Gold Bullion 'Still Valid Investment' But Price Sinks to 4-Month Low as Greece Isolated by Euro 'Partners', Silver Hits New 2015 Low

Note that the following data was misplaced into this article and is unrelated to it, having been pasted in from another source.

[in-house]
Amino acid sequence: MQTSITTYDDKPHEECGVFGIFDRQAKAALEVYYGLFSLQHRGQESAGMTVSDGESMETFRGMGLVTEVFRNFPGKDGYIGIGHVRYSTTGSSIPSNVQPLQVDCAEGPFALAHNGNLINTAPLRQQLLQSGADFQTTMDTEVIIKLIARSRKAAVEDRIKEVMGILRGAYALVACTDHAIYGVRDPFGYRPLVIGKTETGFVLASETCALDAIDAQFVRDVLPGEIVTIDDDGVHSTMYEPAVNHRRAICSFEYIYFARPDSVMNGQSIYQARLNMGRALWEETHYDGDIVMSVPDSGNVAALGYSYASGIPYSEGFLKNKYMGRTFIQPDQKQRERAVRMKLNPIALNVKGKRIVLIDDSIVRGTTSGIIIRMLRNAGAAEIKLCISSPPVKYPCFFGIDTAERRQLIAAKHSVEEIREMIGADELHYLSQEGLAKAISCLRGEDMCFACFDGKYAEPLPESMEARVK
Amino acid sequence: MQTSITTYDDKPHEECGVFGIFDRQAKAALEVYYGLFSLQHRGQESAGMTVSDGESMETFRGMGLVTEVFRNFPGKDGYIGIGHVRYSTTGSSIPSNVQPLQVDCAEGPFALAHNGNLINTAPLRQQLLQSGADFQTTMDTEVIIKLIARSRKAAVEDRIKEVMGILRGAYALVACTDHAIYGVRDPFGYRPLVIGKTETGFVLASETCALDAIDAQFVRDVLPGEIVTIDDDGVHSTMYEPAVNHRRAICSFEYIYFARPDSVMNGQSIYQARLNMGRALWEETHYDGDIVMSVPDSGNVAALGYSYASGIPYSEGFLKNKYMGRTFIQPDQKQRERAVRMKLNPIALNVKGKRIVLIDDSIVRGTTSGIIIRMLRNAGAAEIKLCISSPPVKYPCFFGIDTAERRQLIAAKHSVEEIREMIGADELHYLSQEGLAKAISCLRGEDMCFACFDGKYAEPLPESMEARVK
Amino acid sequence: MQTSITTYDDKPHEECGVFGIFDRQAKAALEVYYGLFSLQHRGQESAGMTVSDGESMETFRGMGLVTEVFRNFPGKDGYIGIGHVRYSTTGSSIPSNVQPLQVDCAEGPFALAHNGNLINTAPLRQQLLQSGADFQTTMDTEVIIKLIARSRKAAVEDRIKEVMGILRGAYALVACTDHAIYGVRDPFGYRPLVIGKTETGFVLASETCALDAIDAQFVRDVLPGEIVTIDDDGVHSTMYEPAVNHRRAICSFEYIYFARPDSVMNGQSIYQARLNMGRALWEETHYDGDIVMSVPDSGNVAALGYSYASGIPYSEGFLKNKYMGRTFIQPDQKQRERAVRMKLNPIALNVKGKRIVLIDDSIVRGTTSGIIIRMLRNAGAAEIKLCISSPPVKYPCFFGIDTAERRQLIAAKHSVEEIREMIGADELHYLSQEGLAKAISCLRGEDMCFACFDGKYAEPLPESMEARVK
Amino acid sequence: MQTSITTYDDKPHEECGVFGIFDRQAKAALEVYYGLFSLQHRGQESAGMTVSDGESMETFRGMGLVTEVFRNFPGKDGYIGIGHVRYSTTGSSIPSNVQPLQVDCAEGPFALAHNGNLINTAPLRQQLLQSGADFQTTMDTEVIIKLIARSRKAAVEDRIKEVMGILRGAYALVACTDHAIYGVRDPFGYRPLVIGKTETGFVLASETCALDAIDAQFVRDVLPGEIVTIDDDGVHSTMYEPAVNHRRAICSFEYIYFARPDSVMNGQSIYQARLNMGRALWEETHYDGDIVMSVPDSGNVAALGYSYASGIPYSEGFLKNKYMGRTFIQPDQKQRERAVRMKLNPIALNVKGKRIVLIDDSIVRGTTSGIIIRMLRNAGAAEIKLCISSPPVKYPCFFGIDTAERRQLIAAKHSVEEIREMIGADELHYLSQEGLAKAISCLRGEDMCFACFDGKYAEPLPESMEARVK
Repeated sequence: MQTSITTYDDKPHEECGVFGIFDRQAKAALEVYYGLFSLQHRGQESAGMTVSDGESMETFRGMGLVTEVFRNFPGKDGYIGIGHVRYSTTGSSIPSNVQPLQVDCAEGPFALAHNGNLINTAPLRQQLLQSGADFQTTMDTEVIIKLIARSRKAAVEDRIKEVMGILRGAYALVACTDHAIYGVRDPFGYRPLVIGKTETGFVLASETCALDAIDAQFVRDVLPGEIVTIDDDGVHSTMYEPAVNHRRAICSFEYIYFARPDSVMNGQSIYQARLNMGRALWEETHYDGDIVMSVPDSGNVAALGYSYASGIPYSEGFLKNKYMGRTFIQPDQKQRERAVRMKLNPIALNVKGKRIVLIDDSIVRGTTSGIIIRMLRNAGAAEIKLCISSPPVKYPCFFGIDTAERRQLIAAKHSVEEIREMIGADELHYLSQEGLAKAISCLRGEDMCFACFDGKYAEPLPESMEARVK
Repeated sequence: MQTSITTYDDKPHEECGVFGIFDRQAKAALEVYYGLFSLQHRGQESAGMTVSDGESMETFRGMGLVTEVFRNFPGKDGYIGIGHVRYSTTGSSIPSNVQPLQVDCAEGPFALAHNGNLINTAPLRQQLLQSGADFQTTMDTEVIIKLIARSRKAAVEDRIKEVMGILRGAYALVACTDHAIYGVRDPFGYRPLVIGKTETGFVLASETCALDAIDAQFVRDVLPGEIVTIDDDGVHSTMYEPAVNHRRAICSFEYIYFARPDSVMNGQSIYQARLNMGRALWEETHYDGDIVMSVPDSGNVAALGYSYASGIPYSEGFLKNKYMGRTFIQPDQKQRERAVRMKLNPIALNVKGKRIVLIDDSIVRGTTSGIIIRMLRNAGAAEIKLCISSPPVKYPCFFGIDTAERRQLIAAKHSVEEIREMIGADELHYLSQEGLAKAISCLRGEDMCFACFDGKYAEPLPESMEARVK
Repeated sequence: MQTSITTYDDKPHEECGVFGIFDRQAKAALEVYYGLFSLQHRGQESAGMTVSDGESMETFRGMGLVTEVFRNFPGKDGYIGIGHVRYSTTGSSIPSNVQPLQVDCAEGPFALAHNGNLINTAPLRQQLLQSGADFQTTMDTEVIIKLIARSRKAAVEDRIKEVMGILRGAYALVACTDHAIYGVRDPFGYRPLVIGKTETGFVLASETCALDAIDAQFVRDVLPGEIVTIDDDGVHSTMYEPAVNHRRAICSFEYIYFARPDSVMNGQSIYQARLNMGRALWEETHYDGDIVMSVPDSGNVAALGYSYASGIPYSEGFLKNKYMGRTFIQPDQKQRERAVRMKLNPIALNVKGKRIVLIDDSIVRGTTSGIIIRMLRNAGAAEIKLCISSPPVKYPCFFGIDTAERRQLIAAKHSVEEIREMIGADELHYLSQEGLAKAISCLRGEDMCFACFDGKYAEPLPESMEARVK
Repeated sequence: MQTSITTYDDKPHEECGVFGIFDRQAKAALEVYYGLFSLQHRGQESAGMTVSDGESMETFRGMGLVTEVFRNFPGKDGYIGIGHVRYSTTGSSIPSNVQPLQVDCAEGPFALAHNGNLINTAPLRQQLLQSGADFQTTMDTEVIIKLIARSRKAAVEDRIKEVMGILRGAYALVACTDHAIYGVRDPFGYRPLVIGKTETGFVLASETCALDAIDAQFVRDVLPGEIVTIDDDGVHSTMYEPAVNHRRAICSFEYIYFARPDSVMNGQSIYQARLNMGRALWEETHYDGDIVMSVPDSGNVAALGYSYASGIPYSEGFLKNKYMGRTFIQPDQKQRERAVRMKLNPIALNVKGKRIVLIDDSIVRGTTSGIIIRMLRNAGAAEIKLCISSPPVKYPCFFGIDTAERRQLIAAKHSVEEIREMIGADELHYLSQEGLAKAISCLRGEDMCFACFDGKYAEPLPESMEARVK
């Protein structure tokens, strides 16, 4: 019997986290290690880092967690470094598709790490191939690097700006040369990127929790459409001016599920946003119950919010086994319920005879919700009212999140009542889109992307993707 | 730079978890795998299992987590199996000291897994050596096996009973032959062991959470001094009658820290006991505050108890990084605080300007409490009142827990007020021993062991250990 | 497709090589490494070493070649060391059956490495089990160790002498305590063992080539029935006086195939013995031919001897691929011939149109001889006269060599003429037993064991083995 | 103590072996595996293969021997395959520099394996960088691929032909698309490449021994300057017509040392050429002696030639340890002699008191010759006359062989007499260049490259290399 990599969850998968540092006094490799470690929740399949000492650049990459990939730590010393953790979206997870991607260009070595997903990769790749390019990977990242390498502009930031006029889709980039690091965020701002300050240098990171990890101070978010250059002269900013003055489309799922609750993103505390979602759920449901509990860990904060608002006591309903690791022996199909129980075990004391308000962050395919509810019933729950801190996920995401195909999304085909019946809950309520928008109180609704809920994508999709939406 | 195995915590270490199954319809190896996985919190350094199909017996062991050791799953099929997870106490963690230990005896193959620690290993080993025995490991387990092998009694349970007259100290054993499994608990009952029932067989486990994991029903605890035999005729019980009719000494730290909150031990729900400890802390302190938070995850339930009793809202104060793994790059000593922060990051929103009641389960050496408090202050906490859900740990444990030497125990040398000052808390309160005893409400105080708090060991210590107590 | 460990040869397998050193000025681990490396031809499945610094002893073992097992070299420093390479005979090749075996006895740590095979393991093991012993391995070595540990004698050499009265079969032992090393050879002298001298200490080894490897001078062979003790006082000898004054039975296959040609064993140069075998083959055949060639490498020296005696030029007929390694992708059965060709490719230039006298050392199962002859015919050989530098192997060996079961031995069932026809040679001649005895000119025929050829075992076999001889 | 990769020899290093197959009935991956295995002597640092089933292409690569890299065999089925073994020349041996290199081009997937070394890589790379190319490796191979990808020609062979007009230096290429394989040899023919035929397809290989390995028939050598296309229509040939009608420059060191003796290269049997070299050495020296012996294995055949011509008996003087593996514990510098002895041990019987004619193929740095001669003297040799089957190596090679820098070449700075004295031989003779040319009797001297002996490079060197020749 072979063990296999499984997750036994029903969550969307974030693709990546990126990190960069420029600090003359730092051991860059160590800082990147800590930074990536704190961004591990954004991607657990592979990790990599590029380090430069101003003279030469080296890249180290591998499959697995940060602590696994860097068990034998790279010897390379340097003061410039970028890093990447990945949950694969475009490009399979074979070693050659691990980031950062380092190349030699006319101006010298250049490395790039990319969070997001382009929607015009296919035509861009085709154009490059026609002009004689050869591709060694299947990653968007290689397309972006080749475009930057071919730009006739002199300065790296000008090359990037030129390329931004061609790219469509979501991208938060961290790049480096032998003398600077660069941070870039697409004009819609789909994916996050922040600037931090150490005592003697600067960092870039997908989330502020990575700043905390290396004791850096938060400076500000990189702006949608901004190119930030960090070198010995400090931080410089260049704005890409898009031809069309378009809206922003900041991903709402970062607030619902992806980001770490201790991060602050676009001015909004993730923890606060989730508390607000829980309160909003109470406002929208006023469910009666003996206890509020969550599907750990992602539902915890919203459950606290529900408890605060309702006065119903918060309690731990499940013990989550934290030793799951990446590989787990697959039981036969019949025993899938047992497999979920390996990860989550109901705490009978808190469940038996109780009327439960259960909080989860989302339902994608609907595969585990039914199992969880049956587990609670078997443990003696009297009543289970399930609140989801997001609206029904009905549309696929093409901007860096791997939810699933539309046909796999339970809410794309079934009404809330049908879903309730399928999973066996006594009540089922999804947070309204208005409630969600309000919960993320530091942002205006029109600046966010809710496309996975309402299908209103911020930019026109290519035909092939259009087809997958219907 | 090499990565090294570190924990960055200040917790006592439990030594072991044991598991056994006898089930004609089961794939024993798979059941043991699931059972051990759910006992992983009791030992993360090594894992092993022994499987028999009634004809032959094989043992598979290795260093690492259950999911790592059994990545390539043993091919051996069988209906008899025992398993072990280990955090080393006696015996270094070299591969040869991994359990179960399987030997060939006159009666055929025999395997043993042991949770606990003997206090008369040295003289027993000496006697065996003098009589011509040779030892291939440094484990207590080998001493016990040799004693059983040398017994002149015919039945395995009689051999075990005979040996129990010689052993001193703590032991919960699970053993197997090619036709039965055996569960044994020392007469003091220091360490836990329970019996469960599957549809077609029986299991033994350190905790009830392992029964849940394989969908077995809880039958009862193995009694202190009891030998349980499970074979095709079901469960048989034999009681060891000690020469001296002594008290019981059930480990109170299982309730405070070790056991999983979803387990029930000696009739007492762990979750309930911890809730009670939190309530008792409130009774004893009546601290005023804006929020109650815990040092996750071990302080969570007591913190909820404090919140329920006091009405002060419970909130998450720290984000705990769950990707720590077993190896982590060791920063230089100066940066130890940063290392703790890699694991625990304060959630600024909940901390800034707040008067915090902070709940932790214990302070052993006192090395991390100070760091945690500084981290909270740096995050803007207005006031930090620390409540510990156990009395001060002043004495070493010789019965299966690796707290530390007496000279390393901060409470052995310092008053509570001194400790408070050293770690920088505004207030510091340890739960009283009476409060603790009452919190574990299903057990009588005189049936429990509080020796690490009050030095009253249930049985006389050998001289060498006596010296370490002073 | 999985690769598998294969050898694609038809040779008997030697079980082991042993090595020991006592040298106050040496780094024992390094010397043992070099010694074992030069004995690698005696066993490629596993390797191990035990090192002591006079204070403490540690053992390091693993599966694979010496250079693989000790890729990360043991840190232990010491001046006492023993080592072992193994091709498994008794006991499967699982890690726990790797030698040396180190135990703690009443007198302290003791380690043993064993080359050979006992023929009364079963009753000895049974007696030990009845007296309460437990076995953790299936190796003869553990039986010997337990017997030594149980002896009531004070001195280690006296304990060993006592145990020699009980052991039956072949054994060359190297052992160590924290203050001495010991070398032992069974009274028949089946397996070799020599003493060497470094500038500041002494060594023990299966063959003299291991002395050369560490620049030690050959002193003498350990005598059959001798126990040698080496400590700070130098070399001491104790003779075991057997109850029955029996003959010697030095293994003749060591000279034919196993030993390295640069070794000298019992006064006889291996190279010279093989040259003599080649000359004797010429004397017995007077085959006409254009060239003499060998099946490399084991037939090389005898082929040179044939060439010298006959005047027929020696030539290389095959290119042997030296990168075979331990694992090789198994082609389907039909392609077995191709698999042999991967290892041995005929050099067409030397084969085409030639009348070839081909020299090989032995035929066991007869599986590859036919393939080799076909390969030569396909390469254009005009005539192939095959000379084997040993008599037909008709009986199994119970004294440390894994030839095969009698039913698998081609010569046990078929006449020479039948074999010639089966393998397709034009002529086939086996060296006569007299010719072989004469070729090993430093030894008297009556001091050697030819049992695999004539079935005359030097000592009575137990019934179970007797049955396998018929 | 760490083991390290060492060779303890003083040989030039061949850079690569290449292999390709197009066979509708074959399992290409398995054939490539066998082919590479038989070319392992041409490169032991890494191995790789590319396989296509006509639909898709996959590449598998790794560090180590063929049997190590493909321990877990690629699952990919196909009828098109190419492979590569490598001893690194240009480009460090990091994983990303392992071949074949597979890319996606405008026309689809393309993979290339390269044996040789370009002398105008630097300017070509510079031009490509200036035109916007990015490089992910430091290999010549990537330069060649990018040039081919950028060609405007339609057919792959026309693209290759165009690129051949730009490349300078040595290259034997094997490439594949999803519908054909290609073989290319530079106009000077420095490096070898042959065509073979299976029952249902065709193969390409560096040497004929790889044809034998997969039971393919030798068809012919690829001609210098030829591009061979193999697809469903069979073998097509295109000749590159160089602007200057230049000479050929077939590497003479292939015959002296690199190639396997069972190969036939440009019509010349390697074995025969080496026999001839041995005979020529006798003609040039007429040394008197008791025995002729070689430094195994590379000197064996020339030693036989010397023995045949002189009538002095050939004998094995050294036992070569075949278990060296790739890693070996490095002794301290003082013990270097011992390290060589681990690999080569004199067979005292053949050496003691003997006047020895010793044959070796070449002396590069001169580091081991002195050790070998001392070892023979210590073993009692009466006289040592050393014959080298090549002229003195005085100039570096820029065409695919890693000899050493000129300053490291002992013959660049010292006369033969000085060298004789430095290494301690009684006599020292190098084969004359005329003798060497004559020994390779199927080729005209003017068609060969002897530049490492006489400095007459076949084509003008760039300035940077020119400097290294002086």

GOLD BULLION prices sank against a surging US Dollar on Tuesday in London, dropping 1.1% inside two hours as New York's stock indices followed Europe and Asia lower amid fresh wrangling over Greece's debt crisis, plus a fresh sell-off in China's equity markets. With the Euro currency dropping to 5-week lows against the Dollar after better-than-expected US job openings data for May, the price of gold bullion for single currency investors retreated towards last week's finishing level at €1050 per ounce. Gold bullion in Dollar, in contrast, sank through last week's 4-month lows at $1158 to trade down to $1152 – the lowest level since mid-March. Silver meantime sank more than 5% against the Dollar, dropping to new 2015 lows at $14.90 per ounce. "In light of [Monday's crash in commodity prices], the precious metal complex, particularly gold and silver, [had been] star performers," noted one London bullion bank's dealing desk. "Gold’s deterioration," reckons a note from London bullion market maker and benchmark price participant Barclays, "is evidence of the market discounting wider contagion risk from a Greek default, and increasing certainty of a US rate hike this year." New data delayed by Friday's 4th of July holiday yesterday showed large speculative traders in US gold futures and options growing their bearish bets last week to the greatest level since the all-time record of early July 2013, back when the metal's price began steadying after its worst calendar-quarter drop on record. Speculators meantime cut their bullish bets by more than 5% from the previous week's 10-year high, leaving the so-called "net speculative long" position at its weakest since November's new 5-year lows in the gold price. Short betting against silver prices last week hit another new all-time high, the US regulators' data show. Going into Tuesday's meeting of new Greek finance minister Euclid Tsakalotos with his Eurozone peers, the finance minister of 2009 Euro entrant Slovakia called Greek debt reduction a "red line" his country will not accept crossing. Prime minister Alex Stubb of founder member Finland – itself "strangled by the Euro" according to many economists noting that GDP remains 5% below pre-crisis levels – told reporters Greece benefited from debt relief in 2011 and 2012, and the current meeting "[is] not in the business of restructuring debt." ECB board member Ilmars Rimsevics, representing the Euro system's newest central bank member Latvia, said "The Greek nation has been brave and has voted itself out of the Eurozone." A day after the European Central Bank demanded more collateral from Greek banks in return for the Emergency Liquidity Assistance already lent, "Provision of ELA at overly generous conditions could increase the risk of moral hazard," the ECB said in an updated document on its site, spotted by Bloomberg. "The objective of ELA is to support solvent credit institutions facing temporary liquidity problems. It is not a monetary-policy instrument...[and it must not] breach the monetary financing prohibition" which blocks central banks from funding national government deficits under the terms of the Euro treaties. "We have a great friendship with Syriza, but luckily, Spain is not Greece," the leader of Spain's left-wing opposition Podemos party meantime told national radio. Defending his 20% allocation to gold bullion, "We believe that gold continues to be part of a long-term wealth creation and maintenance strategy," Bloomberg quotes Michael Cuggino of San Francisco's $4.6 billion Permanent Portfolio Family of Funds Inc. "The rationale for an allocation to gold remains strong," agrees BlackRock Commodities Income Investment Trust manager Thomas Holl, speaking to the Financial Times' professionals magazine, FT Adviser. "Its role as a hedge against financial market instability, currency weakness and the risk of inflation, continues to be valid."